NEW YORK — When the New Year arrives, so will a gallant masked figure from the past of old Spanish California. With sword flashing, black cape billowing, white teeth gleaming, here comes . . . Zorro?
Yes, by neddies. Zorro. With a Z. It's the latest in a long line of Zorros that includes the ABC series of 1957-59 that set millions of tykes running about in Zorro costumes, trying to puncture each other in the name of justice.
That one starred Guy Williams. This one, starring Duncan Regehr, 36, is the first new "Zorro" series ever on cable, specifically the Family Channel, where the half-hour series will debut Friday.
For those trivia buffs, other notable Zorros were Douglas Fairbanks Sr., Tyrone Power, and Clayton Moore, who later went on to be known as another masked crime-fighter, "The Lone Ranger."
The show's star, a Canadian with Shakespearean stage credits, is a very big Zorro. He stands 6 feet, 5 inches tall and weighs 215 pounds. Were this a "Zorro" of fisticuffs, not fencing, he'd be right at home.
This is because Regehr, a soft-spoken man with a dry sense of humor, regularly used to put up his dukes for sport. He once thought of seeking a spot on Canada's Olympic boxing team. He fought 65 amateur bouts, he says, and had only three losses, none by knockouts.
Regehr's dossier includes such varied work as "Hamlet" at Ontario's Stratford Shakespeare Festival and the role of the late Errol Flynn in CBS' "My Wicked, Wicked Ways."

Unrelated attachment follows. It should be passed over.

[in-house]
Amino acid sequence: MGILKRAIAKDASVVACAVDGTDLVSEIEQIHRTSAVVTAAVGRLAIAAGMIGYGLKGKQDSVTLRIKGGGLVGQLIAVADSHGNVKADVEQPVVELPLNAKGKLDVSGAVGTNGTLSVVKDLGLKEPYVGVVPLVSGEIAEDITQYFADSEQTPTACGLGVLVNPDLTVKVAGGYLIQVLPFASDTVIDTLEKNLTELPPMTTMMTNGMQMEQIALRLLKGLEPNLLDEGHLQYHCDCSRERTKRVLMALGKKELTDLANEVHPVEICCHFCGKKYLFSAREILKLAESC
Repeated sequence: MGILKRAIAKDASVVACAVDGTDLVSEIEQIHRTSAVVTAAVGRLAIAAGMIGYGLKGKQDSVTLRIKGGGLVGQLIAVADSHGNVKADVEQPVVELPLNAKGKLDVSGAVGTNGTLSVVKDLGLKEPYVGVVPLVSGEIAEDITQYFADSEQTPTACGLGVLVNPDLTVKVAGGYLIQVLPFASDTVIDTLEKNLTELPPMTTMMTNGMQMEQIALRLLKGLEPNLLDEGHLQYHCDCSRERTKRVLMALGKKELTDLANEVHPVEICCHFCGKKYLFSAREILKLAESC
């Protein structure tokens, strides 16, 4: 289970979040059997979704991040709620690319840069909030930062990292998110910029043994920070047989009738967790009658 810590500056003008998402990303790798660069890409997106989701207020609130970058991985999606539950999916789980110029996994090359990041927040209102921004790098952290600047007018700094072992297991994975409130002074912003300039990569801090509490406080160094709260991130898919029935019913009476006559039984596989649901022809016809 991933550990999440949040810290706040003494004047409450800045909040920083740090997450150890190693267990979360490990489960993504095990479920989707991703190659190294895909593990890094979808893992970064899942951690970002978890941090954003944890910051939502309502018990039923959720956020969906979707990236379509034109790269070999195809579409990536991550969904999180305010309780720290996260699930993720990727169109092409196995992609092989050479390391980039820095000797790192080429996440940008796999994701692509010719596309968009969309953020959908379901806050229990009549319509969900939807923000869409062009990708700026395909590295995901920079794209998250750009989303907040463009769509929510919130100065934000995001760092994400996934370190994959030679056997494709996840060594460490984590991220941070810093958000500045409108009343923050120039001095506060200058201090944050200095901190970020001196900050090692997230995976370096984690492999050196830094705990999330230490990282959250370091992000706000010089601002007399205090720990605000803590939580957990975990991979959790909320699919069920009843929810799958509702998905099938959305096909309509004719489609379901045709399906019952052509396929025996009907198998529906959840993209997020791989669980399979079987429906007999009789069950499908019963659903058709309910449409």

He shot 25 "Zorro" episodes in Spain this fall.
The new series takes place, as have most "Zorro" films, in California in 1820. Regehr has, as have others before him, a two-role part--the dandy Don Diego Vega who really is the masked Senor Zorro who zips about righting wrongs and leaving his trademark "Z" carved in various places.
George Hamilton played things for laughs -- and with a gay look-alike brother -- in 1981's "Zorro, The Gay Blade." So did CBS in 1983 with a contemporary "Zorro and Son," which was the sort of show in which a Franciscan monk was arrested for "selling wine before its time."
But in this edition, done in the old romantic tradition, Don Diego, usually played as a popinjay or even a fop, doesn't get that treatment from Regehr:
"I've played him more like a Renaissance man, interested in art, science and music, more bookish rather than being, er, a little light on the feet."